|Alaska Time Zone|
|20:54, 10 December 2018 AKST|
|Observance of DST|
|DST is observed throughout this time zone.|
The Alaska Time Zone observes standard time by subtracting nine hours from Coordinated Universal Time ( UTC−09:00). During daylight saving time its time offset is eight hours ( UTC−08:00). The clock time in this zone is based on mean solar time at the 135th meridian west of the Greenwich Observatory.
- standard time: Alaska Standard Time (AKST)
- daylight saving time: Alaska Daylight Time (AKDT)
Effective from 2007, the local time changes from AKST to AKDT at 02:00 LST to 03:00 LDT on the second Sunday in March and returns at 02:00 LDT to 01:00 LST on the first Sunday in November.
Two time zones have been referred to as the "Alaska Time Zone": a zone based on UTC−10 that covered much of Central Alaska in the early 20th century, and a zone based on UTC−9 zone that has covered all of the state except the Aleutian Islands since 1983.
The Standard Time Act of 1918 authorized the Interstate Commerce Commission to define each time zone. The United States Standard Alaska Time was designated as UTC−10.  Some references prior to 1967 refer to this zone as Central Alaska Standard Time (CAT)  or as Alaska Standard Time (AST). In 1966, the Uniform Time Act renamed the UTC−10 zone to Alaska-Hawaii Standard Time  (AHST ), effective April 1, 1967.  This zone was renamed in 1983  to Hawaii-Aleutian Standard Time when the majority of Alaska was moved out of the zone.
Prior to 1983, the current Alaska Time Zone (UTC−9) was known as the Yukon Time Zone, observing Yukon Standard Time (YST). This time zone included Canada's Yukon Territory and a small portion of Alaska including Yakutat. The Alaska Panhandle communities were in the Pacific Time Zone, while most of the interior was on UTC−10.  Nome and the Aleutians previously observed Bering Standard Time or UTC−11. In 1975, the Yukon Territory switched to Pacific Standard Time, leaving Yakutat the only land area in the zone.
With the reorganization of Alaska's time zones in 1983 to place the entire state in either a zone based on UTC−9 or UTC−10, the Yukon Time Zone based on UTC−9 was renamed the Alaska Time Zone.
The Alaska Time Zone applies to the territory of the state of Alaska east of 169°30′ W. Given that the UTC−9 time corresponds to the solar time at 9 × 15° = 135° W (roughly, Juneau), the westernmost locales of the Alaska Time Zone are off by up to 169°30′ − 135° = 34°30′ from local solar time. This means that when a clock correctly set to Alaska time, at a location just east of 169°30′ W, shows noon, local solar time is around 9:42 a.m. When UTC−8 is applied in the summer (because of daylight saving time), this effect becomes even more apparent. For example, on June 12 at noon AKDT, the solar time at the extreme westerly points of the Alaskan time zone will be only 8:42 a.m. Very few people notice this, however, as these locations are virtually uninhabited, and for the very few people who do live there, the long days in the summer and short days in the winter make the sunrise and sunset times less important than areas closer to the equator. By contrast, in Juneau, which is much closer to the 135° west meridian, mean solar noon occurs around 11:57 a.m., very close to clock noon.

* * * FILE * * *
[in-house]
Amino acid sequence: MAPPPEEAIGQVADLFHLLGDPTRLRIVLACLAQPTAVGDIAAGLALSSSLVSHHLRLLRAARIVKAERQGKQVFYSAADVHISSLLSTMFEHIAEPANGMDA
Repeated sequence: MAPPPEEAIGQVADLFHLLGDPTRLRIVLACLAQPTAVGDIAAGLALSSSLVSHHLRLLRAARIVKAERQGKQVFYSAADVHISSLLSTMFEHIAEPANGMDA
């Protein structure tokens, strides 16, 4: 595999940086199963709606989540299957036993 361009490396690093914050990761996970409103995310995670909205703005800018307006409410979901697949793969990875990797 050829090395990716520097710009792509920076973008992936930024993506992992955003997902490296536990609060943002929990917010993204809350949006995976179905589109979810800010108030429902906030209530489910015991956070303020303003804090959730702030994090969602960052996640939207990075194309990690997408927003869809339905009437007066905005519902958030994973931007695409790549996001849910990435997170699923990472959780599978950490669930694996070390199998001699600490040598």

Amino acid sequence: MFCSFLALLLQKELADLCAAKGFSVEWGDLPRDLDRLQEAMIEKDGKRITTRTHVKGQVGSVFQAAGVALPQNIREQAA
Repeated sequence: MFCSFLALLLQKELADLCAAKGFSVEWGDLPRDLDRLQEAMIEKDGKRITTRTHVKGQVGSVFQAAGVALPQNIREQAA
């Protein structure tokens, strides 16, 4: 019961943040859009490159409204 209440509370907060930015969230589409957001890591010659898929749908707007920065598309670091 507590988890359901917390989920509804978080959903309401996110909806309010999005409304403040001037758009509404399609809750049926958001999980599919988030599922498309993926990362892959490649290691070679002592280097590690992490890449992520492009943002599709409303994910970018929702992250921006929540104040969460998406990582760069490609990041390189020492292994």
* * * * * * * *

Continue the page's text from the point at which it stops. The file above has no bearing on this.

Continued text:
In Anchorage, visitors from more southerly latitudes are often surprised to see the sun set at 11:41 p.m. on the summer solstice while the 'solar time' is 9:41 p.m. This is because at 150° W, Anchorage is one solar hour behind the legal time zone and observes daylight saving time as well. Some local residents refer to this phenomenon as "double daylight time".  In Fairbanks, the same circumstances cause sunset to occur at 12:47 a.m. the next calendar day and the solar sunset is at 11:01 p.m. Even without daylight saving time, another anomaly is that on the winter solstice in Nome, the sunrise is after "noon" clock time, at 12:02 p.m., about 4 hours before sunset at 3:56 p.m.
The territory of the state of Alaska spans almost as much longitude as the contiguous United States (57.5° vs. 57.6°)  so the use of two time zones will inevitably lead to some distortions. Alaska would "naturally" fall into four time zones, but political and logistical considerations have led to the use of two, leading to the distortions mentioned above.
- "Full text - Daylight Saving Time - U.S. Law, 1918 & 1942". Retrieved 2012-06-18.
- "Time zone names- Central Africa Time, Central Alaskan Standard Time(until 1967)". Retrieved 2012-06-18.
- "US CODE: Title 15,263. Designation of zone standard times". Retrieved 2012-06-18.
- "Time zone names- Alaska-Hawaii Standard Time". Retrieved 2012-06-18.
- "United States Time Notes". Retrieved 2012-06-18.
- Benson, Carl (March 25, 1983). "Time Zones Article #597". Alaska Science Forum. Archived from the original on 2012-01-15. Retrieved 9 January 2012.
- Rozell, Ned (March 28, 1996). "Alaskans Double Their Daylight Savings". Alaska Science Forum. Archived from the original on 2012-01-06. Retrieved 9 January 2012.
Time zones in North America
|Time zone||Hours from UTC: Standard time||Hours from UTC: Daylight saving time|
|Hawaii–Aleutian (in Hawaii)||–10||–10|
|Hawaii–Aleutian (in Alaska)||–10||–9|
|Pacific (in Alaska)||–8||–8|
|Pacific (other states/provinces)||–8||–7|
|Mountain (Arizona, Sonora, and Northeastern British Columbia only)||–7||–7|
|Mountain (other states/provinces)||–7||–6|
|Central (Saskatchewan only)||–6||–6|
|Central (other states/provinces)||–6||–5|
|Eastern (parts of Nunavut and the Caribbean)||–5||–5|
|Eastern (other states/provinces)||–5||–4|
|Atlantic (Natashquan River)||–4||–4|
|Atlantic (other states/provinces)||–4||–3|
Saint Pierre and Miquelon
and most of Greenland